In so doing he points out that even Samurai culture was packaged up and put on show, proudly advertised as a Japanese equivalent of Europe’s chivalric tradition.

To the disappointment of many a documentary filmmaker and pop culture fan, Nitobe Inazō’s bestselling Bushidō: The Soul of Japan (1900) was ‘published in English, for foreign consumption’, but then again, stories are how we survive.

The other side of the coin.

Through this book we can see that, rather than Japan being doily and resigned to its march to the future there was something of a clash of ideas.

While the great and good espoused western fashions and pastimes, traditionalists spoke of the waltz much as Europeans did 80 years before.

A Japanese journalist is even quoted as bemoaning, in excruciating detail, the the wanton effect dancing had on ladies: ‘when a woman reaches such a state, were is the innate modesty of the virtuous maiden’.

Worship and reverence for the emperor was real, but so was the practical side of devotion to a figure the average Japanese person found as almost too legendary to actually be real.

Even then we find that attendance was poor for Meiji era Imperial processions. Allot of work went into encouraging turnouts as a patriotic duty and the short term answer was to ensure children were brought to watch Royal events. Coming from a country that still has a constitutional monarchy, it sounds rather familiar. 

Because most of my reading and research has focused on 19th century Japan, it would be of no use to speak deeply of how the author treats the tumultuous events of the 20th century. However the same sense of moment and originality carries through the entire book. 

It would be difficult to be certain if the author’s confident opinions will be shared by everyone, such a thing would surely be impossible. However I was unable to take great exception to anything.

I got the impression that instead of opinions, any resolution based thereon was pitched in terms of thoughts and ideas. The reader is free to ponder and accept or reject as they please.

Japan Story also succeeds in begin generally entertaining and is scattered with all sorts of fascinating titbits, a good example being Japan’s overlooked role in WW1.

‘The imperial Japanese navy escorted hundreds of allied ships in the Indian Ocean and the Mediterranean, while injured soldiers on the western front occasionally found themselves being tended to by nurses from the Japanese Red Cross’.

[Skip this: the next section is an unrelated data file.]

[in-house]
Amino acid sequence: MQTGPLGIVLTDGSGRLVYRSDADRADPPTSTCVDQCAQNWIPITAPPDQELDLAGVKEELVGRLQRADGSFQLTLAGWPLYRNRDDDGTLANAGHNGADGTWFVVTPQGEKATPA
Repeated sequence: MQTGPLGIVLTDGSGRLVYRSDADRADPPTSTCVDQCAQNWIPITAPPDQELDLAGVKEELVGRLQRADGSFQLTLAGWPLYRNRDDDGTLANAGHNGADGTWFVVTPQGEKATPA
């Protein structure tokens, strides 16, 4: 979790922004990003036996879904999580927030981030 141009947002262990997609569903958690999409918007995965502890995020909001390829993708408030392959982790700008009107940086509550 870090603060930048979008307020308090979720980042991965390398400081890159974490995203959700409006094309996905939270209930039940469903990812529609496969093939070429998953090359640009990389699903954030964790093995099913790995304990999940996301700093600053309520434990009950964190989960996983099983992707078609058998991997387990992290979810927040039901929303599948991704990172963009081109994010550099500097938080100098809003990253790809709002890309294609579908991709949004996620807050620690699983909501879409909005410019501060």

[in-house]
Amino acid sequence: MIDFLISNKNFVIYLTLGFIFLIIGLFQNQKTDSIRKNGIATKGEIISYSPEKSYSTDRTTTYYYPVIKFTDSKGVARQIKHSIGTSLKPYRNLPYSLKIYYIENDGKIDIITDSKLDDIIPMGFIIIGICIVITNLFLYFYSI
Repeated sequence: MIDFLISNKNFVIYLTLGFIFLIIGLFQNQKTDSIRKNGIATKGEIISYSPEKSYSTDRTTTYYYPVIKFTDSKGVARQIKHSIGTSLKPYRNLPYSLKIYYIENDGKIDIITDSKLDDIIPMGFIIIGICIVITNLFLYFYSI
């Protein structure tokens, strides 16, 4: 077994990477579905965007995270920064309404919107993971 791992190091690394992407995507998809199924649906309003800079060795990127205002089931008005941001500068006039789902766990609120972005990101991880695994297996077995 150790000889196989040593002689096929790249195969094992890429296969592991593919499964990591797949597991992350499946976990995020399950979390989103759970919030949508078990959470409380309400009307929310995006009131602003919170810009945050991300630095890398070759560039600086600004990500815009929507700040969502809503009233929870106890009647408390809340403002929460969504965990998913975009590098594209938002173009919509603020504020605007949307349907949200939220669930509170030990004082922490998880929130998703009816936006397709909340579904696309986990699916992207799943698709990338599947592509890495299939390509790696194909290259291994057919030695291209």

Moved along with an unhurried pace, never boring, always lucid and with some of the most fluid prose and the most serene voice I’ve encountered, Japan Story is not just a good read, it is a revelation.

Josh.

Book Review: The New Silk Roads by Peter Frankopan.

­

 

Since the uncorrected proof arrived at Historyland HQ the news has been full of headlines that echo the themes of The New Silk Roads. You’d think it was mad coincidence, but actually it’s more like inevitability. Type “New Silk Road’ into Google and the Belt and Road initiative is the first prompt to appear on the list. News from the east is devoured as heartily as the breakfast it is read over, and curiosity about what is happening there is fast becoming a part of everyone’s daily lives, which means the Silk Road’s are alive and well.

Go here to enter a giveaway.

Continue reading “Book Review: The New Silk Roads by Peter Frankopan.”

Book Review: Major Tom’s War by Vee Walker.

Hardback, 448 pages, 234 x 156 mm
20 b&w photographs and 1 map
Publication Date: 21 September 2018
ISBN: 9781911271147
https://www.kashihouse.com/books/major-toms-war1

Kashi House publishes excellent books, I’ve not seen one yet that hasn’t been up to a very high standard, and what I believe to be their first fictional offering maintains this tradition. Major Tom’s War is a well crafted drama about a British officer serving with the Indian cavalry, a nurse on the home front and a French civilian during the First World War. It is a book about loss, love and life lived at a time when such things were both at their most immediate and their most cheap.

Sometimes understanding comes inaudibly. Removed by culture, time and place it is a challenge to move past sympathy and respect for the soldiers of the Indian army to some kind of understanding of what it must have been like. The difference between India and Flanders is difficult to quantify, but they must have missed the sun, the warmth, the colour and the vibrancy of their homeland as they pulled their feet out of the sucking mud of the trenches, ducking the bullets of the German enemy. Feeling to frozen rain on their faces, and pulling their clothes tighter around them in a vain struggle to defeat the damp and cold, countless miles from a loved one’s face. Death for the cause represented by many patriotic biscuit tins bearing the enigmatic face of the King-Emperor must have seemed all the more terrible to contemplate.

Author, Vee Walker, an experienced museum’s and heritage consultant from the UK, has managed to put her finger on the heart of their struggle, through the story of, ‘Major Tom’. Although the entire book is not about the Indian army, a great deal of it is set against the life of an officer serving in a regiment of ‘Empire’ troops.